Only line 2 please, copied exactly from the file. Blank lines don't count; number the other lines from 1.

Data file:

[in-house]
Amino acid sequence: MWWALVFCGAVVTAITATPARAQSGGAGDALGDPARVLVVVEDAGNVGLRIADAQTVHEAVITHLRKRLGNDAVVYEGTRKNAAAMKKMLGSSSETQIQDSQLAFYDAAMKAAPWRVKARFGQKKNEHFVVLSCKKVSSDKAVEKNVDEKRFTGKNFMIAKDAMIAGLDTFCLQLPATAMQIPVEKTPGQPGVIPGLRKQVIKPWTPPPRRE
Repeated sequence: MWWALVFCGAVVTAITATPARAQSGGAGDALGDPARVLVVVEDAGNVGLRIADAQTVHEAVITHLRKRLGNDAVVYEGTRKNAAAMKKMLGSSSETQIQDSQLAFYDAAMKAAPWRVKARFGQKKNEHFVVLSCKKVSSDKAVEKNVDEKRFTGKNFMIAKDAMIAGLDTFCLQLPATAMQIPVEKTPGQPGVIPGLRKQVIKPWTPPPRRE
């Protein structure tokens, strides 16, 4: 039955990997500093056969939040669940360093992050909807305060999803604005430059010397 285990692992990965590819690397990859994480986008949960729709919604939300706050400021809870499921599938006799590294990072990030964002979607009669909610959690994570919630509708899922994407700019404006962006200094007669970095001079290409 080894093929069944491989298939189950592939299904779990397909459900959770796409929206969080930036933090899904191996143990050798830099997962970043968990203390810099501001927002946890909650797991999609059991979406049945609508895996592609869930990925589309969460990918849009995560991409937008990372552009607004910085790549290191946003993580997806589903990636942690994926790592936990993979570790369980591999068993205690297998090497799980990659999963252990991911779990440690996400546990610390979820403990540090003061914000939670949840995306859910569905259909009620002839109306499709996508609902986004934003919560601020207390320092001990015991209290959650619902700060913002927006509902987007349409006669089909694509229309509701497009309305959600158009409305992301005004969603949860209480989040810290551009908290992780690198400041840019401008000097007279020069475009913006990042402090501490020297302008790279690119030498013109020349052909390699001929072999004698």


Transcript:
Amino acid sequence: MWWALVFCGAVVTAITATPARAQSGGAGDALGDPARVLVVVEDAGNVGLRIADAQTVHEAVITHLRKRLGNDAVVYEGTRKNAAAMKKMLGSSSETQIQDSQLAFYDAAMKAAPWRVKARFGQKKNEHFVVLSCKKVSSDKAVEKNVDEKRFTGKNFMIAKDAMIAGLDTFCLQLPATAMQIPVEKTPGQPGVIPGLRKQVIKPWTPPPRRE